The chicks are just over five and a half weeks old, they are definitely looking like ospreys now with their true feathers almost fully grown, however, they still have their amber eyes and buff feather tips to distinguish them from the adults.
Now that they are older the chicks are becoming more active and starting to learn about the world around them and in just a couple of weeks the young osprey will be fledging from the nest. Lucky they are getting in plenty of practice, not quite helicoptering yet, but definitely flapping their wings to exercise those flight muscles. It’s amazing to think that in a couple of months those wings could be carrying these young birds 3000 miles to wintering grounds in West Africa.
Today’s lesson for the chicks was live prey, although 33(11) the male will continue to feed the juvenile birds, as soon as they leave for migration they will have to fish for themselves. First thing this morning 33(11) brought in a relatively small fish, both Maya and 33(11) were having a few issues getting a hold of the fish, which led to one of the chicks getting a rather abrupt wake up!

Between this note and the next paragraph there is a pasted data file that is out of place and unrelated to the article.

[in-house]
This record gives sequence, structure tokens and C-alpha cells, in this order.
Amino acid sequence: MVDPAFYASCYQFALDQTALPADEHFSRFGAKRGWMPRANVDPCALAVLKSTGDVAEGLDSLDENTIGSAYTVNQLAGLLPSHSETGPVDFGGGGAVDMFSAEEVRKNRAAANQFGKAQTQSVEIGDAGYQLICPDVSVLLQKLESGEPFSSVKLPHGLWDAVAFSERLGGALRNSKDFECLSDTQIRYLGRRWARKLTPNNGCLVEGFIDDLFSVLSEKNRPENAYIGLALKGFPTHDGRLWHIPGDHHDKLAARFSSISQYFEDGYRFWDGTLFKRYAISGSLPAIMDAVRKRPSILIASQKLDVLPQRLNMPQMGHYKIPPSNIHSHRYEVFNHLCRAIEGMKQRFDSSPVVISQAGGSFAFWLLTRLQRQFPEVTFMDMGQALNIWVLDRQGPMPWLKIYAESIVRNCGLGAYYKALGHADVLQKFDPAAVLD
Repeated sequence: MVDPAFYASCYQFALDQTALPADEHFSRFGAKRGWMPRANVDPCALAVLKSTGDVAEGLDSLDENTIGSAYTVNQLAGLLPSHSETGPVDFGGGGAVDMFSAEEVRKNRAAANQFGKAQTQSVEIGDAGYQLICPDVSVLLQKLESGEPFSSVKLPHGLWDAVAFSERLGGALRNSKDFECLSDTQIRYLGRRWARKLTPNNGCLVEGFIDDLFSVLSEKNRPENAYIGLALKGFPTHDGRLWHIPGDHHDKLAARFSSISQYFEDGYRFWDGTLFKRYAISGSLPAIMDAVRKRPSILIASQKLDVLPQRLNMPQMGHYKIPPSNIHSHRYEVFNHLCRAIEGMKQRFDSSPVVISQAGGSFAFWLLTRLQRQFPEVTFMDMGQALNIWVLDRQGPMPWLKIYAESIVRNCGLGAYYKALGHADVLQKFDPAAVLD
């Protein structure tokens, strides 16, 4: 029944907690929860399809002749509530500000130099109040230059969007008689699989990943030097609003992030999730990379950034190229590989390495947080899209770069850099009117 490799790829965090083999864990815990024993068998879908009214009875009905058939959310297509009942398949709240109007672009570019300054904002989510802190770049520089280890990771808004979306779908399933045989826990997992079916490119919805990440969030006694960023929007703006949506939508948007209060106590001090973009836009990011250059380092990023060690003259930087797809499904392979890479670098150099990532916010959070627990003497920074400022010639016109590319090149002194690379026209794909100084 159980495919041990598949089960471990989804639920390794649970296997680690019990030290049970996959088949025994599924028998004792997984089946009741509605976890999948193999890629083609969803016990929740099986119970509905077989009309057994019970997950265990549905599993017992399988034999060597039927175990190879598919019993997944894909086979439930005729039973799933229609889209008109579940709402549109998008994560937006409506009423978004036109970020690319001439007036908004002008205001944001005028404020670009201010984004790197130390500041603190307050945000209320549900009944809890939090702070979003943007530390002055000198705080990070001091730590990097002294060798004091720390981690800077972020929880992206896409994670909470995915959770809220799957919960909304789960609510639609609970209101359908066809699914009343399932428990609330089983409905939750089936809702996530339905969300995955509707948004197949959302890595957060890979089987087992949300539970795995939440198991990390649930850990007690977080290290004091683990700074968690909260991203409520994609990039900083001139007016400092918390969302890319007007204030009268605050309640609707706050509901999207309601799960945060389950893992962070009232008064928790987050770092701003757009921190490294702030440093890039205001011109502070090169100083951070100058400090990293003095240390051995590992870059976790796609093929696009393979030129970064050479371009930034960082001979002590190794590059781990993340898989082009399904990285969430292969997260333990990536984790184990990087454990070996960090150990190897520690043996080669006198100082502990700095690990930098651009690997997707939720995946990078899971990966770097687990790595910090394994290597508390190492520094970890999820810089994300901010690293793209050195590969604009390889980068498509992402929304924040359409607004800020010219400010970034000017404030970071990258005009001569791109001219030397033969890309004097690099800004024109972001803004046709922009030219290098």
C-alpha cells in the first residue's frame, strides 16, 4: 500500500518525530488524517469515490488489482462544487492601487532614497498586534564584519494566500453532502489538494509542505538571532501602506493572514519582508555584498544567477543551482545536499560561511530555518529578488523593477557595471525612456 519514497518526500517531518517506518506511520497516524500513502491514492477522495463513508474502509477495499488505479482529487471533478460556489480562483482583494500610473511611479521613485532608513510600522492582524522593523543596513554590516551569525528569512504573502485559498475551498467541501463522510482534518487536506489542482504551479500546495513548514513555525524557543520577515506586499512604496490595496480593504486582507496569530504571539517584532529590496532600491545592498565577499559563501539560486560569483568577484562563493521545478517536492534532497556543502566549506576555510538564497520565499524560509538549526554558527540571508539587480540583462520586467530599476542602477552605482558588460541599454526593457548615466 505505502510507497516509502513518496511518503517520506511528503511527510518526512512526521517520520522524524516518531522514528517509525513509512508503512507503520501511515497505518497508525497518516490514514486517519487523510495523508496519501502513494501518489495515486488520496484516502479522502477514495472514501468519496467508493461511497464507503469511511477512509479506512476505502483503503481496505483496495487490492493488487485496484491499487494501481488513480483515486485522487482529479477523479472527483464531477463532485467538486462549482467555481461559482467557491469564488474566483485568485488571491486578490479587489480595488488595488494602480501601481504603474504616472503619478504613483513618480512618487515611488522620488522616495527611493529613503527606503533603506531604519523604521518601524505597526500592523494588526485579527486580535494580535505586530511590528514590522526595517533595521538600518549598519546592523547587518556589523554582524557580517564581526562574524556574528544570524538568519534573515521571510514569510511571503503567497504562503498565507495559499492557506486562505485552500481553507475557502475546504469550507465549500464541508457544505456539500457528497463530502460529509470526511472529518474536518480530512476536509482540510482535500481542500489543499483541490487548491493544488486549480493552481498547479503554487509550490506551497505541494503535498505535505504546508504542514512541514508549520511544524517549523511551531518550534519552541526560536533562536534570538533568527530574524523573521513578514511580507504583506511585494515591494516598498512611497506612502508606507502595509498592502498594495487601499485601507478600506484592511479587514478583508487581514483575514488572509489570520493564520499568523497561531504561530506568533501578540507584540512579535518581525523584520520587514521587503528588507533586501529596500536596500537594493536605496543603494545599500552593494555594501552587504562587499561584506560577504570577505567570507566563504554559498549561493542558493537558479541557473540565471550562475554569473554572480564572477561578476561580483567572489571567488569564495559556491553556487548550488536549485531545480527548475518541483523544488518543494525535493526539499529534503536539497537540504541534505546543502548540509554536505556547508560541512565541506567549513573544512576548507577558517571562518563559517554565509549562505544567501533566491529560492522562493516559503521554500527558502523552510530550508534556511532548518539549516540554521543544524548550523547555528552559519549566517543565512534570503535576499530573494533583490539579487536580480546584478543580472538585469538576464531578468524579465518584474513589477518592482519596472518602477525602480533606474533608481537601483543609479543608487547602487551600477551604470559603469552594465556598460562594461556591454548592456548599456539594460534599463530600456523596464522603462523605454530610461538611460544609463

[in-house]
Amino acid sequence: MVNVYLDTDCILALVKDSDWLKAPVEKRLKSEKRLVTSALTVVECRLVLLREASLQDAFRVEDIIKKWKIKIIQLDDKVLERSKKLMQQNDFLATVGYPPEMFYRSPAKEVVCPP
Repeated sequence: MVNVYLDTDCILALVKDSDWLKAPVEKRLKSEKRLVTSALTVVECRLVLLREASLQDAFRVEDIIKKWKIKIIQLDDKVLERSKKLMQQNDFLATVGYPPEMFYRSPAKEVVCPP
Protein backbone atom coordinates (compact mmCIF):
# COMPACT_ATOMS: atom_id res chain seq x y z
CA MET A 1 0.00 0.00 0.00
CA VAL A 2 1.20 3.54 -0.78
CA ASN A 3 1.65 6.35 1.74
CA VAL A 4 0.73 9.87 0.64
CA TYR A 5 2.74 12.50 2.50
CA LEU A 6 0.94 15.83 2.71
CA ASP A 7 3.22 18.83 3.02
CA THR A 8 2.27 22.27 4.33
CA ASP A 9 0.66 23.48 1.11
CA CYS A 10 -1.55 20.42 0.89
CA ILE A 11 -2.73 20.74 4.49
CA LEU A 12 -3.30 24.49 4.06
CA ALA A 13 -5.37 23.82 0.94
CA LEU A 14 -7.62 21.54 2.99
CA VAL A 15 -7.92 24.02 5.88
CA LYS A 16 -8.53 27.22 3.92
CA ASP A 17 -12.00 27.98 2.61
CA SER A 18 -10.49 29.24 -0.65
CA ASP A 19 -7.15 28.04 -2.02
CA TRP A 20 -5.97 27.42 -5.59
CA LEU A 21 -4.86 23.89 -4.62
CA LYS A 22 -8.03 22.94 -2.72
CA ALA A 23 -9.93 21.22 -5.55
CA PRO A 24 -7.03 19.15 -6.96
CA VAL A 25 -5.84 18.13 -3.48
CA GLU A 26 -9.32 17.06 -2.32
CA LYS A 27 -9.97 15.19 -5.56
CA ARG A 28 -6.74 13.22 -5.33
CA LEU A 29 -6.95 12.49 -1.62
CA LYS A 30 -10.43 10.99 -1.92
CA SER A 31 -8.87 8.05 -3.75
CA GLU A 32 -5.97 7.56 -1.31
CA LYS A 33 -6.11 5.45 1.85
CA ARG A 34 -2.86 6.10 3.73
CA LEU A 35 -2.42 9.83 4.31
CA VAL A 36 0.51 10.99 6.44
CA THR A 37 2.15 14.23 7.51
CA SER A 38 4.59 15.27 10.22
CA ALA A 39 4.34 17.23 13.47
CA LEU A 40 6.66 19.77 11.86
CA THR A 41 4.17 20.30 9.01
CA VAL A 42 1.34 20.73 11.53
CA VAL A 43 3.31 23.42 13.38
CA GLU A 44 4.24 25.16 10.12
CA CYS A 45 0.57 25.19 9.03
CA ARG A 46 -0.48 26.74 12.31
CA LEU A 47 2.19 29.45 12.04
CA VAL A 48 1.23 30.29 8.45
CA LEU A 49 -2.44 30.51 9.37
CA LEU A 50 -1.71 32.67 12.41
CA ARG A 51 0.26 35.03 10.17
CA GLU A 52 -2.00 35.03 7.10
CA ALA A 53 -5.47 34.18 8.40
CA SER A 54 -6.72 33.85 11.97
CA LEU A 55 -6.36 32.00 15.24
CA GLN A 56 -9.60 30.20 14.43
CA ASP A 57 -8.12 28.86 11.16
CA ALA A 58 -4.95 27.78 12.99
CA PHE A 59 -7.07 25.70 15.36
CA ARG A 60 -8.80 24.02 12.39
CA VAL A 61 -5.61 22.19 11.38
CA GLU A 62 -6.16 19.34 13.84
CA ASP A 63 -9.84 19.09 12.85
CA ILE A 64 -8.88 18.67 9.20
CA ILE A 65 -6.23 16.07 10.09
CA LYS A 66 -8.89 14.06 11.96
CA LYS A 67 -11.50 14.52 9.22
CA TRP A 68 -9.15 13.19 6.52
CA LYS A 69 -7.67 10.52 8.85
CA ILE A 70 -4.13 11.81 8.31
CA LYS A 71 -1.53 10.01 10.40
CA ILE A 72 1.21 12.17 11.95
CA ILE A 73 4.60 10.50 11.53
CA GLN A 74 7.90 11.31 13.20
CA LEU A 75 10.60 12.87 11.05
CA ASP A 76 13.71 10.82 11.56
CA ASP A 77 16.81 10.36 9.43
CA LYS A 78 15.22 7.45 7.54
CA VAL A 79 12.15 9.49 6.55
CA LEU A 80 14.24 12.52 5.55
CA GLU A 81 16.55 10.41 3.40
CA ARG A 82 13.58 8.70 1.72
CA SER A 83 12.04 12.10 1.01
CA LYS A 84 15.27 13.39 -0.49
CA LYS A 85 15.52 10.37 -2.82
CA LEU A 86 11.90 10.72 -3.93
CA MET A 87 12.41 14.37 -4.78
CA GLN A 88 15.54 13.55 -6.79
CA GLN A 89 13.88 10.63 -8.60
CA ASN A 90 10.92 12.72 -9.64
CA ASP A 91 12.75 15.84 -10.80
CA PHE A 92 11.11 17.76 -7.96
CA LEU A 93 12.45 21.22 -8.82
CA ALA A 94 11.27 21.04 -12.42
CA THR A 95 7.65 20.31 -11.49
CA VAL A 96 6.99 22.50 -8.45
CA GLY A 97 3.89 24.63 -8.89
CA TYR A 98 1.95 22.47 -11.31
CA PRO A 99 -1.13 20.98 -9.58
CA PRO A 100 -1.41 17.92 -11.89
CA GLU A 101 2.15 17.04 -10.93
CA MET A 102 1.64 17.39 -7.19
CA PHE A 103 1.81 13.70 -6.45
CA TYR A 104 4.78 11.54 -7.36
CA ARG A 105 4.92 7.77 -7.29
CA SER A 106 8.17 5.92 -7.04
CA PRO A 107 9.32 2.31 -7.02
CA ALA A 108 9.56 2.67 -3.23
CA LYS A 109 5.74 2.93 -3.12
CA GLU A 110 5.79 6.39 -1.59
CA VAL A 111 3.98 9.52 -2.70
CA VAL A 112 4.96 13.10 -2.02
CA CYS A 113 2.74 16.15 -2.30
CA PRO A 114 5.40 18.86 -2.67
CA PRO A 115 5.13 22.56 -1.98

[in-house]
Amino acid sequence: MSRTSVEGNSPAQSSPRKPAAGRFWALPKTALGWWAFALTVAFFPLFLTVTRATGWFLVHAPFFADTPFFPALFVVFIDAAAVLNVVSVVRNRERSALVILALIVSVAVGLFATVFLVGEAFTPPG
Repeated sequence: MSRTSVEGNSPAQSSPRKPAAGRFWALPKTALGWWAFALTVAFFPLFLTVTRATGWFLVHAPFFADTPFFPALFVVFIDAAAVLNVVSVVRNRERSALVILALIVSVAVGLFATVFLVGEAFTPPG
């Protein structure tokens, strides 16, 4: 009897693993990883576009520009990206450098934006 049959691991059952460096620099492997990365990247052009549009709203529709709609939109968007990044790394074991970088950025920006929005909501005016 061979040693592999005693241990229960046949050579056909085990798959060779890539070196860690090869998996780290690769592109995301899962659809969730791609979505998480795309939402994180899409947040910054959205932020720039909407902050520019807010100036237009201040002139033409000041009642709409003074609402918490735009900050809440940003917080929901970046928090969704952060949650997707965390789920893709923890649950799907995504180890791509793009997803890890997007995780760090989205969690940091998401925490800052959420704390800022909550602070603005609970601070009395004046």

Maya and 33 then left the nest, also leaving the chicks alone with the fish, the chick plucked up the courage to investigate the fish, however, it did still have a bit of life left in it. It’s a good job Maya is still on hand to feed the chicks.
At about 12:00 33(11) brought in a very interesting fish; it was identified as a Tench by Lloyd Park Reserve Officer. This is unusual as Tench are a bottom feeder, which makes them almost impossible for osprey to catch. However, it is most likely that these fish are spawning at the moment, meaning they will enter shallower water. It is very likely that 33(11) managed to pluck this poor Tench from the shallows of Manton Bay.